Few immune-mediated adverse events were observed with frontline durvalumab plus platinum-based therapy and etoposide in patients with extensive-stage small cell lung cancer, and no treatment-emergent antidrug antibodies were elicited by the PD-L1 inhibitor, according to an analysis of the phase III CASPIAN trial reported at the 2019 ESMO Immuno-Oncology Congress.
Mustafa Ozguroglu, MD
Few immune-mediated adverse events (imAEs) were observed with frontline durvalumab (Imfinzi) plus platinum-based therapy and etoposide in patients with extensive-stage small cell lung cancer (ES-SCLC), and no treatment-emergent antidrug antibodies were elicited by the PD-L1 inhibitor, according to an analysis of the phase III CASPIAN trial reported at the 2019 ESMO Immuno-Oncology Congress.1
The frequency of imAEs was low, but occurred more commonly with the durvalumab combination than with etoposide and platinum-based therapy alone. All-grade imAEs occurred in 20% of durvalumab-treated patients versus 3% of those on chemotherapy alone; of these, 5% versus 1% were grade ≥3, respectively.
“No patients developed treatment emergent antidrug antibodies to durvalumab and the safety profile of durvalumab plus etoposide/platinum was consistent with previous reports for both durvalumab and EP,” said Mustafa Ozguroglu, MD, professor of medical oncology, Cerrahpaşa School of Medicine, Istanbul University−Cerrahpaşa in Istanbul, Turkey. “These results support the favorable benefit-risk profile for durvalumab plus etoposide/platinum in extensive-stage small cell lung cancer.”
In CASPIAN, investigators enrolled 805 treatment-naive patients with ES-SCLC and a WHO performance status of 0 to 1, who were randomized to receive 4 cycles of etoposide/platinum plus durvalumab at 1500 mg every 3 weeks, or etoposide/platinum plus durvalumab at 1500 mg and tremelimumab at 75 mg every 3 weeks, or etoposide/platinum every 3 weeks. Investigator’s choice of carboplatin or cisplatin was allowed. Data with the tremelimumab arm has not been reported.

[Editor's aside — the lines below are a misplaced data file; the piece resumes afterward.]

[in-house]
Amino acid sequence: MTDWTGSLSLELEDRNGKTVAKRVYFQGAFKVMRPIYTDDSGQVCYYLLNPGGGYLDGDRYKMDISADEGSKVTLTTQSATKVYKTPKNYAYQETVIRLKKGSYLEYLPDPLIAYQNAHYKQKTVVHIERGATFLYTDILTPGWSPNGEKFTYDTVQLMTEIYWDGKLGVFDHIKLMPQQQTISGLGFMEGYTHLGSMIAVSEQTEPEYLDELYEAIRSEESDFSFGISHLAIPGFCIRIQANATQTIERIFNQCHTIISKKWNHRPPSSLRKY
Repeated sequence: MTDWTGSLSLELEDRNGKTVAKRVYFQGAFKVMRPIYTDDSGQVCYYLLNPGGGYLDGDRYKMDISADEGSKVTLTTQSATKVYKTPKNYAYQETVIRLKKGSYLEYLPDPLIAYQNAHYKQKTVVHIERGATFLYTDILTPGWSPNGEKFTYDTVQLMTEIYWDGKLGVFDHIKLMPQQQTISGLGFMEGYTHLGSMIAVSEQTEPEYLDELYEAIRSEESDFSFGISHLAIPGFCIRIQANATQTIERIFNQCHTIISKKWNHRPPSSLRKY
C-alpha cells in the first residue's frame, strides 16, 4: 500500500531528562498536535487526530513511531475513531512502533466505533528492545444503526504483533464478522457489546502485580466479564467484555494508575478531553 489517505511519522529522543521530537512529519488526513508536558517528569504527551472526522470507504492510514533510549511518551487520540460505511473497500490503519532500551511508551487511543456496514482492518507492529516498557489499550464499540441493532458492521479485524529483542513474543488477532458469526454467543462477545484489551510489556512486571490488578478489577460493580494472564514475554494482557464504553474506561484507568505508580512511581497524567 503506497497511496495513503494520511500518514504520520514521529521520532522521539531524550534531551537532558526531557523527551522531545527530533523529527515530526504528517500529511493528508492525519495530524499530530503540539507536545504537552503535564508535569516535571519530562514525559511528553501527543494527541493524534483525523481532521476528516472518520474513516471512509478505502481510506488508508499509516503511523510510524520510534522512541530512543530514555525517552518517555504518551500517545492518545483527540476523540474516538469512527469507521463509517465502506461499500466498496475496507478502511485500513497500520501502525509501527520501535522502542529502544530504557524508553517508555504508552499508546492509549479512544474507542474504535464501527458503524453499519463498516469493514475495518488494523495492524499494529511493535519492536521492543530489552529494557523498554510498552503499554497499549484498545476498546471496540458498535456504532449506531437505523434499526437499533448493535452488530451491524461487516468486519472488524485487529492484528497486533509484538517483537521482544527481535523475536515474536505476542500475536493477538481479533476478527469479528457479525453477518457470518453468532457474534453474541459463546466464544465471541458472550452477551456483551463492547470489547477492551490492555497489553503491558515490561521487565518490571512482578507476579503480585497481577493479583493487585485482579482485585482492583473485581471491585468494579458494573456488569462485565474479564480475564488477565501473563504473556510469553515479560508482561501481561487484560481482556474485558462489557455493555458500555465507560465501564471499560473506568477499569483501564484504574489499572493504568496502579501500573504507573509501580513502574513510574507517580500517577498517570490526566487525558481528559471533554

Following durvalumab/chemotherapy treatment, 1500 mg of durvalumab was given every 4 weeks until disease progression. Up to 6 cycles of etoposide/platinum and optional prophylactic cranial irradiation were permitted in the etoposide/platinum—alone arm.
Previously reported findings from the preplanned interim analysis of the open-label CASPIAN study showed that frontline durvalumab plus etoposide/platinum significantly improved overall survival compared with etoposide/platinum alone in patients with ES-SCLC (HR, 0.73; 95% CI, 0.59-0.91; P = .0047) at a median follow-up of 14.2 months.2
Treatment exposure with durvalumab plus etoposide/platinum was a median of 4 cycles (range, 1-6) versus 6 cycles (range, 1-6) with chemotherapy alone. Four or more treatment cycles were received by 86.8% of patients on the combination versus 84.6% of patients on chemotherapy. Most (78.5% vs 78.2%) patients on the respective treatment arms received carboplatin as the platinum agent.
Safety and pharmacokinetic results from the 265 patients who were treated with durvalumab plus EP and the 266 control patients receiving EP were presented in the safety analysis. The PK analysis showed that serum concentrations of durvalumab were within the expected range of exposure and similar across both arms.